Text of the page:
6:00 a.m. — My alarm goes off. I have two choices: Get up right away, or hit the snooze button 11 times. There is no in between with me.
6:12 a.m — Husband hands me my first cup of coffee, and the morning is slightly less bleak in an instant.
6:37 a.m. — I work on my second cup of coffee while the hubs and I catch up on what’s happened in the past 24 hours by watching the news, otherwise known as SportsCenter.
7:05 a.m. — Kids straggle downstairs after their alarms go off. One teen asks why life is so terrible. The 5-year-old moans some complaint about breakfast not being ready. Another teen makes our second pot of coffee for the day, and my kids promptly drain it. The morning looks slightly more bleak in an instant.
8:10 a.m. — Breakfast is over, chores are done, teeth are brushed, some people are dressed. I brace myself for the response as I slowly, calmly utter the terrifying words, “Kids, get out your math books.” Their faces reveal absolute despair.
8:39 a.m. — I realize I have forgotten to pack preschool lunch for the youngest. “What kind of sandwich do you want?” He requests turkey and cheese, and when I remind him that he never likes the cheese, he explains, “I know. I take off the cheese and throw it away. But I want turkey and cheese.” Breathe, mama.
8:55 a.m. — I drive away with Mr. Cheese Waster, giving thanks for Miss Wendie the preschool teacher. And for preschool. Amen.
9:20 a.m. — A despondent child exclaims that she has no idea how to do long division. A quick reminder that she’s been doing long division for years results in an insulted look, and then water works. Third cup of coffee, stat.
10:00 a.m. — With math completed, graded, and corrected, we sit down for history and literature reading. The 10-year-old wants to know if we’ll read something interesting about fighting, wars, or murder. The 14-year-old is falling asleep, and I make him move from the couch to an uncomfortable chair. Because I’m a terrible mom.
10:42 a.m. — I hear a wistful call from the other room, my sophomore saying, “Mom, I wish you could help me with my chemistry homework!” I comfortingly agree. (I don’t actually agree.)
11:10 a.m. — 4th grade grammar is declared useless and boring. Is the coffee gone?
11:40 a.m. — Lunch is underway early, because I have to take the high schooler to chemistry, history, and English classes. It is insinuated that I haven’t grocery shopped in “forever,” and therefore there is nothing to eat. Eventually, nachos get made and mac-n-cheese prepared. Weird how the kids never starve . . . .
12:30 p.m. — I drop my son off at class, wave, and remind him that Dad will pick him up. Then I contemplate if I really need to return home. The two-minute battle in my mind ends, and I head home with the compromise of grabbing a Coke Zero on the way.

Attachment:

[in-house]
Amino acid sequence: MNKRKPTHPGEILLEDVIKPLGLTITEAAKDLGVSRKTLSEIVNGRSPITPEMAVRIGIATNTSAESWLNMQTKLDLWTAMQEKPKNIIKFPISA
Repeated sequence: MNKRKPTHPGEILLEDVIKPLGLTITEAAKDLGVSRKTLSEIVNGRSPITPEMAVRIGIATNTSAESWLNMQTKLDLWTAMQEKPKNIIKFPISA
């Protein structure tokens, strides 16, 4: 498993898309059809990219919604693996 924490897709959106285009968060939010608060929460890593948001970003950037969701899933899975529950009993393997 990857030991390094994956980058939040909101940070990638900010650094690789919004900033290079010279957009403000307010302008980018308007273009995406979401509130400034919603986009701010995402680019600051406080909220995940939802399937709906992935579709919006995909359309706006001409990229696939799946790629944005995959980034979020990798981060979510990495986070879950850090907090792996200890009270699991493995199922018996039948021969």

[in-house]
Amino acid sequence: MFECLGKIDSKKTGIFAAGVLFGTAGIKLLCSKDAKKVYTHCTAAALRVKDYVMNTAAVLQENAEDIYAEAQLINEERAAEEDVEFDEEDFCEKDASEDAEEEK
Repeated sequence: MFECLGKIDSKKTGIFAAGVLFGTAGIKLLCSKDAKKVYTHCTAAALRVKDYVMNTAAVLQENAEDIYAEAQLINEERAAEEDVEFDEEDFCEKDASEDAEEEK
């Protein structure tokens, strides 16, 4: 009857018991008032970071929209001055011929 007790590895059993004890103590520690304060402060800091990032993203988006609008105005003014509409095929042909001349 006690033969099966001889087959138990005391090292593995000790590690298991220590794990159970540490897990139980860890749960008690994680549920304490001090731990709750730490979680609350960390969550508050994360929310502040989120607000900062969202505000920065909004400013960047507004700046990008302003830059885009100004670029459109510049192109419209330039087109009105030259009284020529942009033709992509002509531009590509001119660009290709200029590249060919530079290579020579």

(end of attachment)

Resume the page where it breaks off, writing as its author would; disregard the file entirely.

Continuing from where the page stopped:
1:05 p.m. — Spelling lessons are underway. One kid has forgotten that vowels exist. The tween asks, “Mom, how did I get to be such a GREAT speller?” I tell her to shut up before one of her spelling-challenged brothers punches her.
1:22 p.m. — 8th grader frantically finishes his homework for writing class that starts in less than an hour. He knows he’s had a week to finish, but he really, REALLY thought he did some over the weekend. I remind him that he never does homework on the weekend. Confused stare.
2:47 p.m. — Back from preschool, the five year old wants to play a game on the Kindle. I say no, suggesting he jump on the trampoline, draw, or do a puzzle. Unaware that those are gross options, I walk away before getting tricked into arguing with someone who doesn’t have the sense to leave the hated cheese off his sandwich.
3:00 p.m. — The 18 year old is home from work and shocked to learn that there is nothing in the house to eat. New destination: Panda Express. “Hey Mom, do you want anything?”
“Um, no way.”
“You’re such a snob, Mom.” I nod.
4:12 p.m. — Busy making dinner, I put on music and look at the clock to see if it’s too early for a dinner-prep accompaniment of an IPA. Kids wander in and out, asking what we’ll be eating. I mostly antagonize them with snarky responses, because that’s my gift.
6:07 p.m. — Finally, dinner is made, all eight of us are around the table, dogs waiting expectantly under the table for the five year old to drop something. Dinner Thankfuls are shared. Kids declare the meal delicious, which reminds me to be thankful that my kids eat pretty much everything I make without complaint.
7:10 p.m. — Evening chores are happening. The 10 year old tells me he has no clean clothes. I remind him that he knows how to do laundry. He says he’ll probably be fine for another week or two. That’s a relief!
8:30 p.m. — Five year old gets put to bed, complete with an obsessive need to say “Goodnight! I love you! See you in the morning!” about 20 times. The rest of the kids grab their current literature selection and read until bedtime. It’s so quiet that the quiet seems loud.
9:58 p.m. — All kids tucked away, hubs and I catch up on schedules and happenings of the day over a glass of bourbon. Ahhhhhh, bourbon. . . you are beautiful. We watch our Netflix show that we’ve been trying to finish for a year.
11:10 p.m. — I remind my night-owl self that my current situation doesn’t lend itself to bedtimes past midnight (that 6:00 a.m. alarm is looming again). And by “current situation,” I mean the happy privilege of loving this amazing bunch of hooligans in my house. I wouldn’t change a thing.